Sand dunes are accumulations of windblown sand piled up in mounds or ridges. They form downwind of copious sources of dry, loose sand and occur when topographic and climatic conditions cause airborne particles to settle. As the wind blows, saltation and creep take place on the windward side of the dune and individual grains of sand move uphill. When they reach the crest, they cascade down the far side. The upwind slope typically has a gradient of 10° to 20° while the lee slope is around 32°, the angle at which loose dry sand will slip. As this wind-induced movement of sand grains takes place, the dune moves slowly across the surface of the ground. Dunes are sometimes solitary, but they are more often grouped together in dune fields. When these are extensive, they are known as sand seas or ergs.
The shape of the dune depends on the characteristics of the prevailing wind. Barchan dunes are produced by strong winds blowing across a level surface, and are crescent-shaped with the concave side away from the wind. When there are two directions from which winds regularly blow, a series of long, linear dunes known as seif dunes may form. These also occur parallel to a strong wind that blows in one general direction. Transverse dunes run at a right angle to the prevailing wind direction. Star dunes are formed by variable winds, and have several ridges and slip faces radiating from a central point. They tend to grow vertically; they can reach a height of 500 metres (1,600 ft), making them the tallest type of dune. Rounded mounds of sand without a slip face are the rare dome dunes, found on the upwind edges of sand seas.
A large part of the surface area of the world's deserts consists of flat, stone-covered plains dominated by wind erosion. In "eolian deflation", the wind continually removes fine-grained material, which becomes wind-blown sand. This exposes coarser-grained material, mainly pebbles with some larger stones or cobbles, leaving a desert pavement, an area of land overlaid by closely packed smooth stones forming a tessellated mosaic. Different theories exist as to how exactly the pavement is formed. It may be that after the sand and dust is blown away by the wind the stones jiggle themselves into place; alternatively, stones previously below ground may in some way work themselves to the surface. Very little further erosion takes place after the formation of a pavement, and the ground becomes stable. Evaporation brings moisture to the surface by capillary action and calcium salts may be precipitated, binding particles together to form a desert conglomerate. In time, bacteria that live on the surface of the stones accumulate a film of minerals and clay particles, forming a shiny brown coating known as desert varnish.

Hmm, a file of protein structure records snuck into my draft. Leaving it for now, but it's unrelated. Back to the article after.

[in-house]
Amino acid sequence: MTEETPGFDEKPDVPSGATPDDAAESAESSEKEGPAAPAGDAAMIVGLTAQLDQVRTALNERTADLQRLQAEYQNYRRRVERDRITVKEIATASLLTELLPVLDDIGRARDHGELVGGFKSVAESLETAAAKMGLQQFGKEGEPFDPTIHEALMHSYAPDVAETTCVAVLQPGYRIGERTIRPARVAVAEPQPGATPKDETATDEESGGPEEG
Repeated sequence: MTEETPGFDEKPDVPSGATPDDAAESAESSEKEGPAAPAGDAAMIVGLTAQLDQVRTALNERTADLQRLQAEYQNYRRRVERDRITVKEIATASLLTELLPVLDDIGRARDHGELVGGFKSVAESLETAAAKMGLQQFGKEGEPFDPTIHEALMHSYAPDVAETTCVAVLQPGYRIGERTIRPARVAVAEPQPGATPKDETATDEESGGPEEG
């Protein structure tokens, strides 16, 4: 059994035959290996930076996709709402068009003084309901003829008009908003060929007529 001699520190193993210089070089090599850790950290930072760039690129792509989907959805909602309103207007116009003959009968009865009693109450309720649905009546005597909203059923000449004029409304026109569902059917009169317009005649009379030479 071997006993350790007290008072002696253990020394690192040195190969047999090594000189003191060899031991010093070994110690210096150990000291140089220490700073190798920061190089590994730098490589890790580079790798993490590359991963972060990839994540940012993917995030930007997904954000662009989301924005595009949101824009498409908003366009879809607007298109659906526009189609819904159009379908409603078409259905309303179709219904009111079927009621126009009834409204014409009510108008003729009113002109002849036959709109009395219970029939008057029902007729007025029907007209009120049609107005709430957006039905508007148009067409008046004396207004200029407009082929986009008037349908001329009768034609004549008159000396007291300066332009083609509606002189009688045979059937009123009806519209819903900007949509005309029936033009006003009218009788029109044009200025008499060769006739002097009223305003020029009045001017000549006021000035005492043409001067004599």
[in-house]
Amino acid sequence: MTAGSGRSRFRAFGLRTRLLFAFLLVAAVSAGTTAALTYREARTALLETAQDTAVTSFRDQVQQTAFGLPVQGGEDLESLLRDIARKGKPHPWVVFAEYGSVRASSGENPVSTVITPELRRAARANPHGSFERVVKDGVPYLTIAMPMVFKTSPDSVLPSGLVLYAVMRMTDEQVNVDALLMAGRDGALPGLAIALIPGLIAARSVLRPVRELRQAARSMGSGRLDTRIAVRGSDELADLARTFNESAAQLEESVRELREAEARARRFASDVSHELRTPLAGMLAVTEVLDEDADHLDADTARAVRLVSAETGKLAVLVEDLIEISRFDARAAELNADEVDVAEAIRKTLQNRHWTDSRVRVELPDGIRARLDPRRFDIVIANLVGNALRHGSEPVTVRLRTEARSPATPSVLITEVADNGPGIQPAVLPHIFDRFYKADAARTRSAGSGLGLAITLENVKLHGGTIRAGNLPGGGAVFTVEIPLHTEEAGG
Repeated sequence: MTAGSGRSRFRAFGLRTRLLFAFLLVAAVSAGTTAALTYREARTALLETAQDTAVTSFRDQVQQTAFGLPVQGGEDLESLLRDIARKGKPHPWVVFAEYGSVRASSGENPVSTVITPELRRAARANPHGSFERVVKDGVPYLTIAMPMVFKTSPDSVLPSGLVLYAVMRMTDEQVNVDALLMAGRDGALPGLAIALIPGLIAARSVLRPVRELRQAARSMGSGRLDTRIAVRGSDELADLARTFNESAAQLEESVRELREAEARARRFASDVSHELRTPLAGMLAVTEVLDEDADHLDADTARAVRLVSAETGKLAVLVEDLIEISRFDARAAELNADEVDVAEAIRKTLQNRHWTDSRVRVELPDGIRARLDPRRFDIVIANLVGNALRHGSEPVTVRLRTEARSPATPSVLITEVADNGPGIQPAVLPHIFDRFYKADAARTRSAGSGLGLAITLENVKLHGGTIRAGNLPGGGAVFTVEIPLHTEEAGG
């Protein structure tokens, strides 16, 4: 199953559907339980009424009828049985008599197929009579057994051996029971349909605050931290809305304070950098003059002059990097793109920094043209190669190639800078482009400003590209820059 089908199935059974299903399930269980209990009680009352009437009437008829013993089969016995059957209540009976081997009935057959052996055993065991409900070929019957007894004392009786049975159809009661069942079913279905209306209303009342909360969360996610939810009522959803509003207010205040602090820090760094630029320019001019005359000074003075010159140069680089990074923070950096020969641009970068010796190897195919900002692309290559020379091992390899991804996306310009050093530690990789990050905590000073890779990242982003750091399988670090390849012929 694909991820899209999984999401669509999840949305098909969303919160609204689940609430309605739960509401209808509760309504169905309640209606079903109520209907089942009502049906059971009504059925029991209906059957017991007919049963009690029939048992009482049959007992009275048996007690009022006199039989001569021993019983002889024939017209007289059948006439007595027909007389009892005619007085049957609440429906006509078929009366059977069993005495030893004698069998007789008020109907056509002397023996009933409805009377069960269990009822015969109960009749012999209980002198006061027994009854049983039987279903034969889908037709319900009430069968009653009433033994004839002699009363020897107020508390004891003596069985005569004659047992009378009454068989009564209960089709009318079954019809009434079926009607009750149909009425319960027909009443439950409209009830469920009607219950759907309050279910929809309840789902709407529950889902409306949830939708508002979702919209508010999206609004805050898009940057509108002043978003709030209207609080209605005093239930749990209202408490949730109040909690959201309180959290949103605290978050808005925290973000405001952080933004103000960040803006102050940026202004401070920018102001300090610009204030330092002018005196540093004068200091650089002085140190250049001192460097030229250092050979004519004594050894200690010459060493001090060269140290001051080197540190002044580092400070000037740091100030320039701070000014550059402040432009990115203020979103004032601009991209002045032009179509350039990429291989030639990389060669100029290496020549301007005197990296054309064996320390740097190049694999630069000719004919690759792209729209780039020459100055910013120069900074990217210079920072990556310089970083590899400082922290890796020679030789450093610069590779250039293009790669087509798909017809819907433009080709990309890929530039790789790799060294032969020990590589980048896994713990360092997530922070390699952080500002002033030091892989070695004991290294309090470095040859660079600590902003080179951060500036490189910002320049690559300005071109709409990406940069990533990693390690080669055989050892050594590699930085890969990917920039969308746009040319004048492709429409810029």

Other non-sandy deserts consist of exposed outcrops of bedrock, dry soils or aridisols, and a variety of landforms affected by flowing water, such as alluvial fans, sinks or playas, temporary or permanent lakes, and oases. A hamada is a type of desert landscape consisting of a high rocky plateau where the sand has been removed by aeolian processes. Other landforms include plains largely covered by gravels and angular boulders, from which the finer particles have been stripped by the wind. These are called "reg" in the western Sahara, "serir" in the eastern Sahara, "gibber plains" in Australia and "saï" in central Asia. The Tassili Plateau in Algeria is an impressive jumble of eroded sandstone outcrops, canyons, blocks, pinnacles, fissures, slabs and ravines. In some places the wind has carved holes or arches and in others it has created mushroom-like pillars narrower at the base than the top. In the Colorado Plateau it is water that has been the eroding force. Here the Colorado River has cut its way over the millennia through the high desert floor creating a canyon that is over a mile (6,000 feet or 1,800 metres) deep in places, exposing strata that are over two billion year old.
The driest place on Earth is the Atacama Desert. It is virtually devoid of life because it is blocked from receiving precipitation by the Andes mountains to the east and the Chilean Coast Range to the west. The cold Humboldt Current and the anticyclone of the Pacific are essential to keep the dry climate of the Atacama. The average rainfall in the Chilean region of Antofagasta is just 1 mm per year. Some weather stations in the Atacama have never received rain. Evidence suggests that the Atacama may not have had any significant rainfall from 1570 to 1971. It is so arid that mountains that reach as high as 6,885 meters (22,590 feet) are completely free of glaciers and, in the southern part from 25°S to 27°S, may have been glacier-free throughout the Quaternary, though permafrost extends down to an altitude of 4,400 meters and is continuous above 5,600 meters. Nevertheless, there is some plant life in the Atacama, in the form of specialist plants that obtain moisture from dew and the fogs that blow in from the Pacific.